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Thursday, August 25, 2005

The Conning Tower

Franklin Pierce Adams was a giant in his day. Through the first four decades of the 20th Century, his initials were perhaps as well known as any other set, including TR and his nephew, FDR. He was a journalist and versifier, a translator of Horace, and a panelist on the radio quiz show, "Information, Please." He was also a cultivator of young comic talent, and his well-loved column, "The Conning Tower," showcased early writings by such writers as George S. Kaufman, Dorothy Parker, Morrie Ryskind, and Ira Gershwin.

"The Conning Tower" was a kind of humorous miscellany. Readers contributed comic verse and jokes. FPA winnowed through the contributions and contributed his own verse, notes, jokes, and epigrams. He delighted in setting up the vaious tidbits in specials fonts and doted on its look. On Saturdays, he would recount his doings among the members of the Algonquin round Table in "The Diary of Our Own Samuel Pepys."

Long before the advent of blogging and the ubiquity of the Internet, I had among the list of Projects-I-Never-Got-Around-To the idea of reviving The Conning Tower. If I remember correctly (and I probably don't), I had thought of trying to market it to the ever shrinking number of local newspapers around the country, from the big city dailies to the small town weeklies. It never got done.

It has occurred to me, though, that this is an approach that blogging is probably perfectly suited for. Of the blogs currently of my ambit, only Phil Austin's Blog of the Unknown comes close to being this.

It would not be hard to do. I could set up a new blog called "The Conning Tower" (if that title is not already taken), contributors could e-mail me stuff, and I could compile it and publish it. I don't see this as being a daily event, but as an occasional group effort, I think it might be fun.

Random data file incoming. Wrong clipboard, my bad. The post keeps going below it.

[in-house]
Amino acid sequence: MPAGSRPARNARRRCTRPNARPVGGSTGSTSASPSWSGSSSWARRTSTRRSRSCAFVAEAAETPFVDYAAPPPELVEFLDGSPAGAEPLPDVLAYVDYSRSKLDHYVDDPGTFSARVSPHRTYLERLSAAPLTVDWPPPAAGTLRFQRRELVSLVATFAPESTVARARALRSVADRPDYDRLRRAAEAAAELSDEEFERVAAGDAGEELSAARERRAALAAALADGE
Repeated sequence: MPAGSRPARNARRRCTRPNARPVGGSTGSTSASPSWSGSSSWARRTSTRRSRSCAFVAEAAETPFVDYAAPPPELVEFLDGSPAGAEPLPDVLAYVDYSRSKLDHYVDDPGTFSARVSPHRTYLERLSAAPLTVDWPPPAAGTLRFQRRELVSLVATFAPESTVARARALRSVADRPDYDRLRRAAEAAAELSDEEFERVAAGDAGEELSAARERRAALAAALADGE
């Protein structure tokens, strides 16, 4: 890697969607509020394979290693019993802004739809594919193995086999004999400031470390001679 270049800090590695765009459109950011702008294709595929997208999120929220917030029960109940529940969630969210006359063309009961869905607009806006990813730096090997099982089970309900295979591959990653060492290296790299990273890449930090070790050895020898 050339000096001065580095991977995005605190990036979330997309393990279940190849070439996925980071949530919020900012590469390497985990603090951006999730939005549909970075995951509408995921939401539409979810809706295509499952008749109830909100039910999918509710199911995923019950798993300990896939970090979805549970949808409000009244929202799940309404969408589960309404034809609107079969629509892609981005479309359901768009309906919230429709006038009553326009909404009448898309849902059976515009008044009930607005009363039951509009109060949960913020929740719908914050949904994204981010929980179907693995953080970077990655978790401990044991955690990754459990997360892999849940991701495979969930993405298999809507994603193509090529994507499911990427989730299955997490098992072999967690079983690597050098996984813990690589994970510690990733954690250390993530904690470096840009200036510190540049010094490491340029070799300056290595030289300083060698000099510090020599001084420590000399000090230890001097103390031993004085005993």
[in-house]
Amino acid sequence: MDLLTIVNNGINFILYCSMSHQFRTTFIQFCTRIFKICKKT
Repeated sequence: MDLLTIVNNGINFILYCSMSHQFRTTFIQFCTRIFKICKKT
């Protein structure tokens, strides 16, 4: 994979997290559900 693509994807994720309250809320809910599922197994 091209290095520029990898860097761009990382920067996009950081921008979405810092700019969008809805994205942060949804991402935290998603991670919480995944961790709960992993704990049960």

What do you think?

P.S. A Dialogue entitled, "WWJD":

Person: Rev. Robertson, what would Jesus do about Hugo Chavez?

Robertson: Whack him!

Sunday, August 14, 2005

The Quality of Marcy

One of the least popular features of this blog has been the entries in which I update progress on various scripts and describe the history of the composition of them. Today I continue this tradition of disinterest with an update on a script called "The Quality of Marcy."

"The Quality of Marcy" started out some years ago as an idea that my wife had for a short story. Hers was a dark story of betrayal and forgiveness concerning two sisters. When she told me the idea, I immediately jumped on it, and told her that I thought it made a good basis for a play and one with a lot of comedy at that. My vision of it didn't quite square with hers, though, and I sort of backed down and Stephanie sort of put it to one side.

The topic came up from time-to-time, though, and eventually we decided that I would just go ahead and write my version of it and that she might write her version still at some other time. (I think it would be interesting if she did. It's unlikely that the two would be recognizable as having come from the same idea. Fraternal twins instead of identical.)

I started thinking about it seriously about three-and-a-half years ago and then started to write it as a stage play shortly thereafter. A big chunk just popped out right off the bat, and I thought the writing of this script would be a breeze. I was wrong.

Another big chunk came and then nothing. I decided to try it as a radio play, converted the format and got a little more. Then nothing. It accumulated in fits and starts over three years. I thought about changing it back into a stage play, but never got around to reformatting it. I put it aside while I finished other scripts and then decided to shelve it for consideration as part of the first season of "Next in the Series."

But things changed.

I'm not sure what happened, really. It was too short to be a play, but it looked like I could keep it short enough to stay within an hour format. It was almost done. My wife liked what she had read. It was more of a drama than any of the other scripts, but still not quite an evening of O'Neill. (Although I have, for some years, played around with an idea that would have more of an Ibsen feel to it. It is the story of a man who spends his life in a seaside village perfecting the art of filling the chum buckets that the fisherman take with them to sea to attract fish. I call it "The Master Baiter." Maybe someday I'll be able to get a handle on it.)

Anyway, I worked on "Marcy" over the past week or so and finished the draft. It seems all right. I think I'm pleased. Stephanie liked it when she read it today. So in it goes.

Now, all I have to do is write two more episodes of "The Political Thing" and season one is written. Just like in the "Niagara Falls" sketch, we go step-by-step, inch-by-inch.

Tuesday, August 09, 2005

A Possible Reprieve or Pardon Me

I don't know that I'll be adding much to this blog as time goes by, but I have decided to not delete it, at least any time soon. Occasional posts are still possible, although I'm not really sure what direction I want to take it in.

But I won't delete it. Not yet. No real reason to.